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Irene Looks to Impact Coast, Western Weekend Weather PDF Print
Written by Steve Frank   
Tuesday, 23 August 2011 06:24

Concerns along the Carolinas coast are growing—as is the strength of hurricane Irene.  The storm continues to move west-northwest at 12 miles per hour, but is expected to turn more northerly and take a northwest tack by tonight. That path would take the storm over the central Bahamas by early tomorrow, then skirting Florida’s east coast.  After that, the projected path takes the storm right into the Carolinas coast, striking anywhere from south of Charleston to east of Wilmington over the weekend.  Currently, the storm is packing 100 mile per hour winds as a category 2 storm, but is expected to intensify over the Atlantic waters before making landfall.  Western NC could feel the impact of heavy rains and wind, depending on the path the storm takes and where it hits, the middle path of the current projection hitting Wilmington at about midnight Saturday night. 
The storm approaches as the Red Cross is holding ‘National Preparedness Month,’ asking families to prepare for situations that develop in their geographic areas. In that, emergency preparedness kits should be put together, including enough supplies for at least three days in case you have to evacuate.  Water (one gallon, per person, per day), nonperishable food, a flashlight, battery-powered or hand-crank radio, extra batteries, a first aid kit, a 7-day supply of medications, a multi-purpose tool, sanitation and personal hygiene items and copies of important personal documents should go in every kit.  The Red Cross also recommends having at least two weeks worth of supplies at home.  A variety of emergency preparedness kits, first aid kits and other supplies are available at www.redcrossstore.org.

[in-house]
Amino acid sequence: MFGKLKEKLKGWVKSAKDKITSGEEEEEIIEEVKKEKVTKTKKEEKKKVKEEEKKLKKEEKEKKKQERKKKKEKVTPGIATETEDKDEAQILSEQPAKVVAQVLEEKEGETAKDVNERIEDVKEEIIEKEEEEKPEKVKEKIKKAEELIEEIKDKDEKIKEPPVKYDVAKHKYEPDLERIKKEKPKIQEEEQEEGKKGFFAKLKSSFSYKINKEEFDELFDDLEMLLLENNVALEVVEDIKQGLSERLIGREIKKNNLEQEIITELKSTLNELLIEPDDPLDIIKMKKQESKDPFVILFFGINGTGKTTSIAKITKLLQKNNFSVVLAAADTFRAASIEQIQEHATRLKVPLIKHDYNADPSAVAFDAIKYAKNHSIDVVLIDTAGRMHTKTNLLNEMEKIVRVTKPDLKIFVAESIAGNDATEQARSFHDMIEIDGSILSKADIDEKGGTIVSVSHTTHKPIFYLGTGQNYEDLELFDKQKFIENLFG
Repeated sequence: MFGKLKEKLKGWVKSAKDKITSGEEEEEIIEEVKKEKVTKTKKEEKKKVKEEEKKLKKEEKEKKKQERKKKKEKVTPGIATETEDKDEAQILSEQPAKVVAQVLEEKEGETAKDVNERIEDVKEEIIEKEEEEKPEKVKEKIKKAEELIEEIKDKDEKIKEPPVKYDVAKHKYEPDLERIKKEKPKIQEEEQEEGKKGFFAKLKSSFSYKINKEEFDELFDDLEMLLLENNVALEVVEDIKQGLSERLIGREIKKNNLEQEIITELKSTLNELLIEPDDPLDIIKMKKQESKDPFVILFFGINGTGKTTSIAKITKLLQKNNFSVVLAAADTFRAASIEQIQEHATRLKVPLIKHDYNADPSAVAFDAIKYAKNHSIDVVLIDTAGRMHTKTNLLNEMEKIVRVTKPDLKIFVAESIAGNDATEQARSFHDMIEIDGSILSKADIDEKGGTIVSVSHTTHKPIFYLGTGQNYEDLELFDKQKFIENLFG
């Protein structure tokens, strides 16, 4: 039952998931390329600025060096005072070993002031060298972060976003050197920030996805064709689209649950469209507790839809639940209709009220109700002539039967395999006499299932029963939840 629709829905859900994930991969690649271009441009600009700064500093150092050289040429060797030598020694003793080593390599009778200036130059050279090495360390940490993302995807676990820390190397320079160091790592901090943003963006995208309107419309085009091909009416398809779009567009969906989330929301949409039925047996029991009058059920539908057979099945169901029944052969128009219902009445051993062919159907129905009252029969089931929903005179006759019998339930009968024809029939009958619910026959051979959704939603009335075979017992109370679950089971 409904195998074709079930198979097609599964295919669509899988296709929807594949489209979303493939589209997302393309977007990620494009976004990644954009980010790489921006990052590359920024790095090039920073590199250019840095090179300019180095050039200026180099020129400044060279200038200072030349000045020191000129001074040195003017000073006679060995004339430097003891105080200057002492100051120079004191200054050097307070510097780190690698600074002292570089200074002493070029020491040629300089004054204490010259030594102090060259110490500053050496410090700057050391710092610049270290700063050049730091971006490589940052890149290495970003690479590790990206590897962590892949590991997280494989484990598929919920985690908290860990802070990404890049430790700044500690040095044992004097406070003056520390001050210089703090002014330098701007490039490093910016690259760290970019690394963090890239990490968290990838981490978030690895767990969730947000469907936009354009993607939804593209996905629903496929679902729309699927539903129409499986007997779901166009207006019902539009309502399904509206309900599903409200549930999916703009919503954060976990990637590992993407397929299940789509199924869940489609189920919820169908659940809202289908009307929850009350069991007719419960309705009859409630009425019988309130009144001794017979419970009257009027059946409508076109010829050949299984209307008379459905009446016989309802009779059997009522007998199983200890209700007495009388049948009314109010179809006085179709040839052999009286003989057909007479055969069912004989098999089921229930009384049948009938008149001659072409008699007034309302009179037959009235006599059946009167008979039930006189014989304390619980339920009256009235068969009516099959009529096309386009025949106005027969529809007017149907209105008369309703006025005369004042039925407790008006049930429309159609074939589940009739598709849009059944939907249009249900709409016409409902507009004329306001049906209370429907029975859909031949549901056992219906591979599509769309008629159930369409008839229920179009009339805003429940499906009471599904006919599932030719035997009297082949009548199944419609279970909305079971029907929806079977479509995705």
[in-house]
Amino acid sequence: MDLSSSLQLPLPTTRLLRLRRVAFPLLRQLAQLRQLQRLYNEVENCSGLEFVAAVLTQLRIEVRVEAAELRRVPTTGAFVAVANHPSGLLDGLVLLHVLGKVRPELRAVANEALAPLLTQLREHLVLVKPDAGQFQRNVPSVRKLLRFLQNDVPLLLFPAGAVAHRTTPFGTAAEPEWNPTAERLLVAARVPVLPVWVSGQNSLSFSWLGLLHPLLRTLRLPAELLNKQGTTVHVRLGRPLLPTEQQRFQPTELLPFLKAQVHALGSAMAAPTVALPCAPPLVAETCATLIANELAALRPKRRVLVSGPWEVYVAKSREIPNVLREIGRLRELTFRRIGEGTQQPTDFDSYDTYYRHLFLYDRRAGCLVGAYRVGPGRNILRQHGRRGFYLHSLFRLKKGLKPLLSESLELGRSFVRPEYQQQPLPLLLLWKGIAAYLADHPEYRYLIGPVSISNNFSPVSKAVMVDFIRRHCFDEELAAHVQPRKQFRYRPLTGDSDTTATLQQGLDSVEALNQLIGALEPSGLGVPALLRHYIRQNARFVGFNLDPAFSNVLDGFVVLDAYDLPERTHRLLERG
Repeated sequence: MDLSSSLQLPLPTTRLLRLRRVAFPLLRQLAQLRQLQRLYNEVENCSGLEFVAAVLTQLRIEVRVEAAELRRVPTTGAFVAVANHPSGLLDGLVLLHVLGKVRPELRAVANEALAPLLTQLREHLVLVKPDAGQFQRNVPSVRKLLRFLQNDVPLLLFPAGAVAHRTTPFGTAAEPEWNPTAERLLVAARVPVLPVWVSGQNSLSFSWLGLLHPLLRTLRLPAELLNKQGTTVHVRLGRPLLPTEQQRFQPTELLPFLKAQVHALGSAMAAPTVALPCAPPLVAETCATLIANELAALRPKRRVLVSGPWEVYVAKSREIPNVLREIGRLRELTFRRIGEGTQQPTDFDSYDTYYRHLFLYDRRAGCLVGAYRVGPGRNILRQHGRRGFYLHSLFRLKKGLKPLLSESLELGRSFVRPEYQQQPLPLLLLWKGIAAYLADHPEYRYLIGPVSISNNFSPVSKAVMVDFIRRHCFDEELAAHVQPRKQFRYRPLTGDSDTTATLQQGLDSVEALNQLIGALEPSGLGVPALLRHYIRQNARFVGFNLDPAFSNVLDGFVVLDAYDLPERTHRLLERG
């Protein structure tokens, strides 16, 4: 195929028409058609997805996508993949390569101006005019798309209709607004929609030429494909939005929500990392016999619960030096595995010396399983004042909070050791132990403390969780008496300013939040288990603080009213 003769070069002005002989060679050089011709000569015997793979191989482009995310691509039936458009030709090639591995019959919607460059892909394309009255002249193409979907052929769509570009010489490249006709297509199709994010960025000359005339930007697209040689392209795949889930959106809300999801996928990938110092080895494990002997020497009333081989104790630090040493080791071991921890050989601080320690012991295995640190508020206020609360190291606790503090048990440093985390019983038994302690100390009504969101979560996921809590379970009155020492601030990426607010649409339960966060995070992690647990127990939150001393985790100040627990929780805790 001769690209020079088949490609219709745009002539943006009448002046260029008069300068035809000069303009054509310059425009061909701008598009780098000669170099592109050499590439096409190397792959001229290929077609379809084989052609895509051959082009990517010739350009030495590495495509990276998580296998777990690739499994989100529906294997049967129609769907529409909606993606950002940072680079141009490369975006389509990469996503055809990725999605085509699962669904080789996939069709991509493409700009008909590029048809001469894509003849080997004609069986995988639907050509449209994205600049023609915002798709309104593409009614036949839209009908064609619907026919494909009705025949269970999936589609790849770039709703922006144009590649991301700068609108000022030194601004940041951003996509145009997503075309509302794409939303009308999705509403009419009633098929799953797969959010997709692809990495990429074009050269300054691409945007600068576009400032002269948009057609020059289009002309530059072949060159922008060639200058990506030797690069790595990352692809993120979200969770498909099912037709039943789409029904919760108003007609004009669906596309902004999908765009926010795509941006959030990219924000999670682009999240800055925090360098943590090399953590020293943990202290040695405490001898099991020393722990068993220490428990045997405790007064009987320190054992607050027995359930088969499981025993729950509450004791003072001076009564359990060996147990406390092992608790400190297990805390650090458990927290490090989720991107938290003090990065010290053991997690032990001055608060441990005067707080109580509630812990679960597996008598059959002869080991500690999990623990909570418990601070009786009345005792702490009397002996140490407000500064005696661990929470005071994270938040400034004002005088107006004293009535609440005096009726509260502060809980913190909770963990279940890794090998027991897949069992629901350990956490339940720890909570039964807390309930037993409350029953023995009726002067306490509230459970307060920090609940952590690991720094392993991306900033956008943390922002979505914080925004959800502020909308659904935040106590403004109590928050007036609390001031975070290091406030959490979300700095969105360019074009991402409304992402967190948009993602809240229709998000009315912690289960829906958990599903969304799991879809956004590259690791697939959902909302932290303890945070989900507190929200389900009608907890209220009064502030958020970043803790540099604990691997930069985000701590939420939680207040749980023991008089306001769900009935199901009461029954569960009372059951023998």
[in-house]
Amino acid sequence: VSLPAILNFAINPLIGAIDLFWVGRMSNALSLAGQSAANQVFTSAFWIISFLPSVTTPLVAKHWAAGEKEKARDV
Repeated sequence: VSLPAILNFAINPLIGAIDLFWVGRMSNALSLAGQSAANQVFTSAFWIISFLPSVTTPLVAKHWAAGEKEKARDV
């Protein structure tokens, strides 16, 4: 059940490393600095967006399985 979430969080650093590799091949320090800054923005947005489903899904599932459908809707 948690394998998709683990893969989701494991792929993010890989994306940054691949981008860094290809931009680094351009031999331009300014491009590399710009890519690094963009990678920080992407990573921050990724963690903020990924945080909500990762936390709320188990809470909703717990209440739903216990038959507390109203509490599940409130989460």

All members of the household should work together on an emergency plan.  Designate a meeting place right outside your home in case of a sudden emergency like a fire.  Each person should know how to reach other members of the household.  The plan should also include an out-of-area emergency contact person, and a location where everyone should meet if they can't go home.

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